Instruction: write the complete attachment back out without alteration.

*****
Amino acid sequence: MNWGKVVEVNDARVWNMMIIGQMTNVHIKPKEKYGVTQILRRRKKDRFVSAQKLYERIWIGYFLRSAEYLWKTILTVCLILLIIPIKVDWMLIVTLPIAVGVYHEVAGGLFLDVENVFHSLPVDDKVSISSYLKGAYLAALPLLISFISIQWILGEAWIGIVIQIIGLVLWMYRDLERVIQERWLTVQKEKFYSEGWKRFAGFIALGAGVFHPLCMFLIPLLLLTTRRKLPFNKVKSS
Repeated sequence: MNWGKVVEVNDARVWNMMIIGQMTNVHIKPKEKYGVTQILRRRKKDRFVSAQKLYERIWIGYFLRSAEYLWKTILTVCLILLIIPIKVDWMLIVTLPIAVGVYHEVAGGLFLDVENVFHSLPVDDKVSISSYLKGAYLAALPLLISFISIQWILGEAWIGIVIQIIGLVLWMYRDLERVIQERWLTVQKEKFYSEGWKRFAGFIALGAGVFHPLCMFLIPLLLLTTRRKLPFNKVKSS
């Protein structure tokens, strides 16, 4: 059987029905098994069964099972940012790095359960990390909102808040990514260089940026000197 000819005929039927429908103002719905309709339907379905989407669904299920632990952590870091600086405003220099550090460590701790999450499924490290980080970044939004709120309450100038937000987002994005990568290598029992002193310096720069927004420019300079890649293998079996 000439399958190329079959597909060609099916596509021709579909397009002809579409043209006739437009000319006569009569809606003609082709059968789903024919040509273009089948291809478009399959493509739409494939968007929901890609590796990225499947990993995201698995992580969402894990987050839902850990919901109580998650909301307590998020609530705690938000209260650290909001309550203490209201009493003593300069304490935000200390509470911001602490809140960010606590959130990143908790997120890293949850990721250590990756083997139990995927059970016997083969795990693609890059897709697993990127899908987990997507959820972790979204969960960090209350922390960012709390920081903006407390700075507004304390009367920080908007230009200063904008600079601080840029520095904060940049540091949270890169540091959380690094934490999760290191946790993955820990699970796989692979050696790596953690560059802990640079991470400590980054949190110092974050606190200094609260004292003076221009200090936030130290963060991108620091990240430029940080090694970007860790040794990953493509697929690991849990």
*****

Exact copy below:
Amino acid sequence: MNWGKVVEVNDARVWNMMIIGQMTNVHIKPKEKYGVTQILRRRKKDRFVSAQKLYERIWIGYFLRSAEYLWKTILTVCLILLIIPIKVDWMLIVTLPIAVGVYHEVAGGLFLDVENVFHSLPVDDKVSISSYLKGAYLAALPLLISFISIQWILGEAWIGIVIQIIGLVLWMYRDLERVIQERWLTVQKEKFYSEGWKRFAGFIALGAGVFHPLCMFLIPLLLLTTRRKLPFNKVKSS
Repeated sequence: MNWGKVVEVNDARVWNMMIIGQMTNVHIKPKEKYGVTQILRRRKKDRFVSAQKLYERIWIGYFLRSAEYLWKTILTVCLILLIIPIKVDWMLIVTLPIAVGVYHEVAGGLFLDVENVFHSLPVDDKVSISSYLKGAYLAALPLLISFISIQWILGEAWIGIVIQIIGLVLWMYRDLERVIQERWLTVQKEKFYSEGWKRFAGFIALGAGVFHPLCMFLIPLLLLTTRRKLPFNKVKSS
């Protein structure tokens, strides 16, 4: 059987029905098994069964099972940012790095359960990390909102808040990514260089940026000197 000819005929039927429908103002719905309709339907379905989407669904299920632990952590870091600086405003220099550090460590701790999450499924490290980080970044939004709120309450100038937000987002994005990568290598029992002193310096720069927004420019300079890649293998079996 000439399958190329079959597909060609099916596509021709579909397009002809579409043209006739437009000319006569009569809606003609082709059968789903024919040509273009089948291809478009399959493509739409494939968007929901890609590796990225499947990993995201698995992580969402894990987050839902850990919901109580998650909301307590998020609530705690938000209260650290909001309550203490209201009493003593300069304490935000200390509470911001602490809140960010606590959130990143908790997120890293949850990721250590990756083997139990995927059970016997083969795990693609890059897709697993990127899908987990997507959820972790979204969960960090209350922390960012709390920081903006407390700075507004304390009367920080908007230009200063904008600079601080840029520095904060940049540091949270890169540091959380690094934490999760290191946790993955820990699970796989692979050696790596953690560059802990640079991470400590980054949190110092974050606190200094609260004292003076221009200090936030130290963060991108620091990240430029940080090694970007860790040794990953493509697929690991849990």